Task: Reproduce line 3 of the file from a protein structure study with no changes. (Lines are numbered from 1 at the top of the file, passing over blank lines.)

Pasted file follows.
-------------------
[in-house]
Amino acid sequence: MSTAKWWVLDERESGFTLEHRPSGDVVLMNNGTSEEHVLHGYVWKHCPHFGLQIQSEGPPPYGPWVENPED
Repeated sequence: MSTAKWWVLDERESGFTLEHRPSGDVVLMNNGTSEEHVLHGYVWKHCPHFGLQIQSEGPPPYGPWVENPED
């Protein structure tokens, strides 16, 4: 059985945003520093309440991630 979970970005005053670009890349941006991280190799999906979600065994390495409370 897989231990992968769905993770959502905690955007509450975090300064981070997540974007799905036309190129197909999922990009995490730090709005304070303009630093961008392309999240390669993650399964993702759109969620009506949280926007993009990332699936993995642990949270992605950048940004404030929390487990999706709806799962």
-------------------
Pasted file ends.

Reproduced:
Repeated sequence: MSTAKWWVLDERESGFTLEHRPSGDVVLMNNGTSEEHVLHGYVWKHCPHFGLQIQSEGPPPYGPWVENPED